A day to look forward for Hurley and the Huskies
STORRS – For the first time in 32 years, the UConn men’s basketball program hired a new head coach from outside the school.
There was Jim Calhoun, then former point guard and assistant coach at the time Kevin Ollie. And now, from Rhode Island, by way of Wagner, former Seton Hall guard Dan Hurley. UConn and its fans may not be use to this. But Hurley is. He knows how to come into a program, clean it up, and start winning.
After two straight losing seasons, including this recently concluded 14-18 campaign with eight torturous 20-or-more-point losses, the Huskies are desperate. Hurley, though, is confident. That was clear Friday when he was introduced as coach at the Werth Family Champions Center.
"I am very comfortable, obviously, taking on programs that have fallen on hard times," said Hurley, who signed a 6-year, $18-million dollar contract. "This is nowhere near the situations that I had at Wagner and Rhode Island. It is not the same rebuild as the last two that I have taken over. At a place like this, with all the resources and tradition, I think I can get things moving a lot quicker."
Hurley’s success has been well documented. In his second year at Wagner, his team went 25-6. At Rhode Island, the Rams won at least 23 games in three of the last four seasons. They lost last week to Duke in the second round of the NCAA Tournament, wrapping up a 26-8 campaign.
He picked UConn over Pittsburgh and an offered contract extension at Rhode Island. His first chore is getting right out on the recruiting trail to find talent to mix with the holdovers from this past season’s roster. Whether or not that will include point guard Jalen Adams has not been determined. Adams spoke to the media Friday and said he has not made a decision yet on his future.
Hurley also went through a coaching change when he was a player at Seton Hall when P.J. Carlesimo left for the Portland Trail Blazers. Future UConn assistant George Blaney coached Hurley during his final two seasons in New Jersey.
“It’s a healing process for them right now. I know what they’re looking for,” Hurley said. “I hope they came into the team meeting and the individual meetings with an open mind. I think the quality of the program, the quality of the staff and the way we’re going to go about things day-to-day with them in terms of their development are things that are going to re-energize them in their careers. They’re hurting, they lost the coach and the staff that recruited them, but I’ve been in this situation before. The faster I build the relationships with them, the more comfortable they’re going to be.”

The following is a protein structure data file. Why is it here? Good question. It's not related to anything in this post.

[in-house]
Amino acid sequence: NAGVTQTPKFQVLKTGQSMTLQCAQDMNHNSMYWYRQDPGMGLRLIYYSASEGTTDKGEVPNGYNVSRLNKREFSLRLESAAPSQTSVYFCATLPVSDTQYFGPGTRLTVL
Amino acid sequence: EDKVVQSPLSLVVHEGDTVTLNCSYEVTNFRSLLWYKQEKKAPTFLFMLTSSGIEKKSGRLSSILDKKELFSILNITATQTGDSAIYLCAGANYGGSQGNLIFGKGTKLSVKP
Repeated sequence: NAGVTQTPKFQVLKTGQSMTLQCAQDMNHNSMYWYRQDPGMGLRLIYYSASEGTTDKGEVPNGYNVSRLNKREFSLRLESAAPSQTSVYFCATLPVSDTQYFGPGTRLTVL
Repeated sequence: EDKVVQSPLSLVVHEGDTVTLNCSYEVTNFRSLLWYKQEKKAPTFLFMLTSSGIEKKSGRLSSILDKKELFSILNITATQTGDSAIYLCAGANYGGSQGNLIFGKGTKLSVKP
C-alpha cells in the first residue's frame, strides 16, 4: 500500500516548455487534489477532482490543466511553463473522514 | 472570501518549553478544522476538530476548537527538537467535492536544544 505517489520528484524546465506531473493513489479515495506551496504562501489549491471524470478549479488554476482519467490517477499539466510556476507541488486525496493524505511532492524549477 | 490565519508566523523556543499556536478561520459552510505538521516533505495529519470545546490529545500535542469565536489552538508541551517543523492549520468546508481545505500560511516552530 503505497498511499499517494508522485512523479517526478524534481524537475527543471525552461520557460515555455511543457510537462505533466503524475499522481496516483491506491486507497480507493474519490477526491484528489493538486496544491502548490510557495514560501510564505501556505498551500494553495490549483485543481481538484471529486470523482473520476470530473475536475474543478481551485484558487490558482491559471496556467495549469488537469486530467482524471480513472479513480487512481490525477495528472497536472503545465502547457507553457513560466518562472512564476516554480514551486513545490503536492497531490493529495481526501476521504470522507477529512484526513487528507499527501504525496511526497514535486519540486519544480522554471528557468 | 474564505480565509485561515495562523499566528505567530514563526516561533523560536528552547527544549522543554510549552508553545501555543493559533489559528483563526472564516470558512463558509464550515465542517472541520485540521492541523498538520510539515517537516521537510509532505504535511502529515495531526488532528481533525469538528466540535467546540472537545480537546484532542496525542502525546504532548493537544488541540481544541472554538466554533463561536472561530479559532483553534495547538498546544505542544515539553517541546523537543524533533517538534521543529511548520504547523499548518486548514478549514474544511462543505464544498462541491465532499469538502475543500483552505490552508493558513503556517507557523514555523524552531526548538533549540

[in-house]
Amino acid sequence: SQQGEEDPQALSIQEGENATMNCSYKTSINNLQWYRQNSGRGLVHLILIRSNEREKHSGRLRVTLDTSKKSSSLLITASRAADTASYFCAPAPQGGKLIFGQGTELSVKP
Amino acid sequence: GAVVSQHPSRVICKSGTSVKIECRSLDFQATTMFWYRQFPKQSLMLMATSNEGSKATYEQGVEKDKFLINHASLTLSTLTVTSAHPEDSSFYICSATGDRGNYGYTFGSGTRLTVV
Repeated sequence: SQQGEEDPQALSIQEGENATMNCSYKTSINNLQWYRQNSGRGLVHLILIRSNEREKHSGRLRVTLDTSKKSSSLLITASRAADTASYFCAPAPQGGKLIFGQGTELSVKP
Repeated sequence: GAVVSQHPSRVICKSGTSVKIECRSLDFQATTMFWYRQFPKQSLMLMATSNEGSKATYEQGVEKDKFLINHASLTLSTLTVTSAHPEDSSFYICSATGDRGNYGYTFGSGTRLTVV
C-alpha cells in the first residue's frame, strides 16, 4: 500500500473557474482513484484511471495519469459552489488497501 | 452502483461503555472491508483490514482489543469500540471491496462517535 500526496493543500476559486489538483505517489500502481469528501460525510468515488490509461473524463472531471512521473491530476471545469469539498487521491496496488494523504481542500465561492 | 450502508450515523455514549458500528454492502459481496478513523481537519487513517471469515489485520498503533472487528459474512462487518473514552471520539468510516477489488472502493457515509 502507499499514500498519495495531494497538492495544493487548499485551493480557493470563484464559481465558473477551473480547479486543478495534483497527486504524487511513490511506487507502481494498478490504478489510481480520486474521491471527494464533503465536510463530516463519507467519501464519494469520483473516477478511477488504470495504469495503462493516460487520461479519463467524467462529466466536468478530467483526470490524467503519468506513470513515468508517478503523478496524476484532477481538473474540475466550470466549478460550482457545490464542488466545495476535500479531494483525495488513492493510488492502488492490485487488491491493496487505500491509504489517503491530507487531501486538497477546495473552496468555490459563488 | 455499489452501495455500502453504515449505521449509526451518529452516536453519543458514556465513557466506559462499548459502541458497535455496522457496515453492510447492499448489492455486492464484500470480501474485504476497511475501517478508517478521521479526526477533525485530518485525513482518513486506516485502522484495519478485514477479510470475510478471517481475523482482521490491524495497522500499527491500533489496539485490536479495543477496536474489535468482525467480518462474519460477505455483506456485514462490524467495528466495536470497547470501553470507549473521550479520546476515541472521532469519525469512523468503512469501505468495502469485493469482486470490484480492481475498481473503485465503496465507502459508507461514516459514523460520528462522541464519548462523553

The event on Friday was a typical introduction press conference. School President Susan Herbst made an opening speech that was met with applause from the boosters and fans on hand. Athletic Director David Benedict made a special emphasis on the word “elite” when describing the program’s current ambition. And Hurley opened up and uttered “wow” three times in his first two sentences.
Ollie was mentioned briefly by Benedict when the 2014 national title was mentioned. Jim Calhoun, Hurley’s father and legendary high school basketball coach Bob Hurley Sr., and all members of the current Huskies were on hand.
Dan Hurley made certain to make a public statement to his new players, who were each uniformed in a white Nike UConn polo and dark pants.
"We'll begin by building a championship culture with the men over there," Hurley stated to them. "We met and we talked about what my expectations would be for them between now and March next year. The sky is the limit for that group. I think all these guys understand the program they're in, the prestige, the tradition, the responsibility that comes with UConn.”
It was a day to look forward and Hurley, based off his resume, looks like the perfect hire. There are no guarantees, though. Just four years ago, no one could’ve envisioned Ollie’s demise after standing on top of the college basketball world in Texas. There’s a lot of work for Hurley to get done. It starts now and will be under a very bright spotlight come November.